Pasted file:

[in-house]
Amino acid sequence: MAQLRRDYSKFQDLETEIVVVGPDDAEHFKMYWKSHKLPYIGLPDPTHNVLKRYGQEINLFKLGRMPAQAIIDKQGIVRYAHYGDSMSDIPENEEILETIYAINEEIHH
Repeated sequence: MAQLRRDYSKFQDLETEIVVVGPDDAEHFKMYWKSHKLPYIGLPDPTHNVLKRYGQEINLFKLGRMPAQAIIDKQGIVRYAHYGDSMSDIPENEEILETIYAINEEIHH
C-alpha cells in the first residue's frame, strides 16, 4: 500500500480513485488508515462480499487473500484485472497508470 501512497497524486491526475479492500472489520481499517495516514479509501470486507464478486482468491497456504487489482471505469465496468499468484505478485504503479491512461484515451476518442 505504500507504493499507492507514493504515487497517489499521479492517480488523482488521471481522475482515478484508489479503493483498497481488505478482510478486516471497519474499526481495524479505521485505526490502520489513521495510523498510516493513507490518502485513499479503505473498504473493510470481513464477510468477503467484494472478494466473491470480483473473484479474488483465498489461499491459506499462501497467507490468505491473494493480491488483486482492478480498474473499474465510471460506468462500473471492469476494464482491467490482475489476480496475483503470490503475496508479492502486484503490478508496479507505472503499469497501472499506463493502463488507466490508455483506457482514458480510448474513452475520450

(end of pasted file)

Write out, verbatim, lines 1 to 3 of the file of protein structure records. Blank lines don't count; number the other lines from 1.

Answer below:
[in-house]
Amino acid sequence: MAQLRRDYSKFQDLETEIVVVGPDDAEHFKMYWKSHKLPYIGLPDPTHNVLKRYGQEINLFKLGRMPAQAIIDKQGIVRYAHYGDSMSDIPENEEILETIYAINEEIHH
Repeated sequence: MAQLRRDYSKFQDLETEIVVVGPDDAEHFKMYWKSHKLPYIGLPDPTHNVLKRYGQEINLFKLGRMPAQAIIDKQGIVRYAHYGDSMSDIPENEEILETIYAINEEIHH